Women are more commonly affected by eating disorders (ED) than men, but millions of American males still grapple with body image issues, low self-esteem, and disordered eating patterns. In the United States, roughly 20 million women and 10 million men will struggle with a clinically diagnosable eating disorder at one point in their lives. Unfortunately, society has essentially labeled eating disorders as a ‘feminine issue’, leading to a gross underreporting of ED in males. Men have been stigmatized from coming forward with such issues, thus prevalence figures remain somewhat elusive. Much of the research that has been conducted and many of the assessment tests that have been completed were geared exclusively towards females – however, more males are coming forward now than ever before. This could either be because more males are struggling with disordered eating patterns, or because society as a whole is becoming more aware of the gender-neutral nature of this devastating mental disorder. Either way, ample help is available to those in need.
Eating Disorders Amongst Males
While men do struggle with anorexia nervosa and bulimia nervosa, the most common disordered eating pattern amongst men is binge eating disorder (BED). The DSM-IV reported that males have a lifetime prevalence of .3% for anorexia, .5% for bulimia, and 2% for binge eating disorder. This means that 36% of all BED sufferers are male. Those who are afflicted with BED consume abnormally large amounts of food, and feel as if they cannot control how much they eat. Oftentimes, they will continue to eat to the point of physical sickness. Most of us will overeat on occasion – we might indulge too much at a buffet or go back for thirds on Thanksgiving, trading a contented full for a bloated and painful hour or two. Those who struggle with BED, however, will feel completely out of control during a binge episode. They will continue to eat despite being uncomfortably full, and will often feel immense amounts of shame and guilt following an episode.
Breaking the Stigma
Men who struggle with BED and other eating disorders will likely feel out of control in other areas of their lives, and turn to food as a means of comfort. Men with eating disorders also commonly suffer from co-morbid conditions, such as depression, anxiety, substance dependency, and excessive exercise. In cases such as these, the afflicted male will typically seek help for the co-morbid disorder – even if it is significantly less severe than the ED. Men tend to face a double stigma, being labeled as feminine or homosexual for struggling with an ED in the first place, and being stigmatized for seeking psychological help. Many men believe (because they are raised to believe) that masculinity is measured by independence, and an innate ability to resolve all personal problems without seeking outside help. In order for men with ED to receive the treatment they need, both of these societal stigmas must be broken. In order for these stigmas to be broken, the cultural definition of masculinity must begin to shift. In recent times, there has been a major movement in regards to self-love and positive body image amongst females. However, the issue of body images issues amongst men is almost always overlooked.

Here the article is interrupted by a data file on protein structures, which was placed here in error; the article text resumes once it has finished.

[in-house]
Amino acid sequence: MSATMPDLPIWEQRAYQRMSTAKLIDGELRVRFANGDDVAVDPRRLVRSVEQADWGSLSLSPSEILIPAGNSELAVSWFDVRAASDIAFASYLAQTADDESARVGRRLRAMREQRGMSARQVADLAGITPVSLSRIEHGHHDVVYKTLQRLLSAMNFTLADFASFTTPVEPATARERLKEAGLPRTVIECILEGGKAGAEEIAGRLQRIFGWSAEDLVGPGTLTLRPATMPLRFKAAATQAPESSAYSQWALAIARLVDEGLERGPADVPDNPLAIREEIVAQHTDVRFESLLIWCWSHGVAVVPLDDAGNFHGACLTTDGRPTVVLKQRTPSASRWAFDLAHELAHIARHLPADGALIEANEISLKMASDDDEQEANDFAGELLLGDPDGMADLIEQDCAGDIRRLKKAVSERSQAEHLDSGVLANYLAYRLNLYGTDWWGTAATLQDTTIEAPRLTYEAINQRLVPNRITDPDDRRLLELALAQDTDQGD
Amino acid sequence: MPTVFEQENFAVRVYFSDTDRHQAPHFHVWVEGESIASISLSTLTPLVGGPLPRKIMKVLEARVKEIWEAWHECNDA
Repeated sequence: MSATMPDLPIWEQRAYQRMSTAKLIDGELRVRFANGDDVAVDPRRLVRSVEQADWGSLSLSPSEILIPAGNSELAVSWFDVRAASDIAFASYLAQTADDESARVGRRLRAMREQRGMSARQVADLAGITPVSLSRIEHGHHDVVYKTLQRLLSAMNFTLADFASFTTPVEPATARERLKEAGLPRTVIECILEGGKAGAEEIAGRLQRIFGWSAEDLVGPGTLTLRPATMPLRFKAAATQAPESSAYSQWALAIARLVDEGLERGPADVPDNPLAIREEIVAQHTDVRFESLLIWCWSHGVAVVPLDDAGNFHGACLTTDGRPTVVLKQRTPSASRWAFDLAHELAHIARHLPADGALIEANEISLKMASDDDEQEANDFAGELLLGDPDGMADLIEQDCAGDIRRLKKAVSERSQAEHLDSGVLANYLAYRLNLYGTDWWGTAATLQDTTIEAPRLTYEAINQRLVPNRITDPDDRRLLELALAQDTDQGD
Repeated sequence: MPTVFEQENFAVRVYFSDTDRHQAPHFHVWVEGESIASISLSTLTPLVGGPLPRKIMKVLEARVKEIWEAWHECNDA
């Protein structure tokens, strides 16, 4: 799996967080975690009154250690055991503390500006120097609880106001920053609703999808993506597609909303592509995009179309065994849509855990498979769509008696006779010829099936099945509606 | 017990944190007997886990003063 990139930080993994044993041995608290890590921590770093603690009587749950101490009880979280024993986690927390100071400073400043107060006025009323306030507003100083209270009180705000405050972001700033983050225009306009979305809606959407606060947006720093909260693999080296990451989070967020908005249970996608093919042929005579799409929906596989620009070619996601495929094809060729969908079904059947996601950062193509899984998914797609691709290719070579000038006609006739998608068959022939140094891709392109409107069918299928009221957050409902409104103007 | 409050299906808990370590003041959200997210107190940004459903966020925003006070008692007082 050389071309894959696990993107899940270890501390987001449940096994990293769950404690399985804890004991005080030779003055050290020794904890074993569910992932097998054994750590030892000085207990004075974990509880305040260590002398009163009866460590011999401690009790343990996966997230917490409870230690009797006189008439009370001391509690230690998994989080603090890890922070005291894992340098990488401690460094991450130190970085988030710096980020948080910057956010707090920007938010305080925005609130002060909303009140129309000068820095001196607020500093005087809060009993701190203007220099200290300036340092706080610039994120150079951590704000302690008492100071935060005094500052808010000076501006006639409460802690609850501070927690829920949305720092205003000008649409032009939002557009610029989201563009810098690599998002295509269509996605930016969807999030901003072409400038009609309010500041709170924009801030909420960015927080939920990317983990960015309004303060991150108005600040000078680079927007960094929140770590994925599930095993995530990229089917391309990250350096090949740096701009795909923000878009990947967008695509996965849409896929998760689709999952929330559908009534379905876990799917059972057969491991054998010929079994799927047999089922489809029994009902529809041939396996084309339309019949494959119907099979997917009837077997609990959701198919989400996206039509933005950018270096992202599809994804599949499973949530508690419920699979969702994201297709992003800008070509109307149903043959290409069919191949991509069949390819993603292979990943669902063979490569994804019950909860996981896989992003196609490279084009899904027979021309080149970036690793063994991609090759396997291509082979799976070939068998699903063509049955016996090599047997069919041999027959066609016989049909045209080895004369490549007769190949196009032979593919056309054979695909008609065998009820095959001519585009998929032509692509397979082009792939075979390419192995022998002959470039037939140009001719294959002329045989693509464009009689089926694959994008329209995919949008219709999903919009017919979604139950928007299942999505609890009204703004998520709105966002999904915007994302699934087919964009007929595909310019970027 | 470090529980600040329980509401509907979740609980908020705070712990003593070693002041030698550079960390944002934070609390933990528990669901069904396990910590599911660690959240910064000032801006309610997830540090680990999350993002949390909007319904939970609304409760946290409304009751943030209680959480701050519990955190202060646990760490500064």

Muscularity and Masculinity
According to a recent study, most males want to appear lean and muscular – a build that many men believe to be the ideal male body type. This standard has increased dramatically from the 1970s to the present day. Sexual objectification of the male body and the internalization of mainstream media portrayals of men increase the widespread drive for muscularity. The desire for musculature amongst American men is not limited to one specific age group – 68% of college-aged men believe they could stand to bulk up, and 90% of teenaged boys believe that they have too little muscle. Muscle dysmorphia, which is actually a subtype of body dysmorphic disorder (BDD), is exceedingly common amongst men with eating disorders – and especially amongst male bodybuilders. The drive to gain more muscle becomes an overwhelming mental obsession, and corresponding compulsions include steroid use, excessive use of supplements, and abnormal eating patterns.
We at Next Chapter have extensive experience working with men who struggle with disordered eating patterns, low self-esteem, and body image issues. We understand that most of these issues stem from deeper emotional issues, such as childhood trauma, insecure attachment, and underlying mental health problems. For more information on our program of recovery, please feel free to contact us today. We are dedicated to breaking the stigma surrounding men and mental health, and doing all that we can to provide top-quality care to those who need it.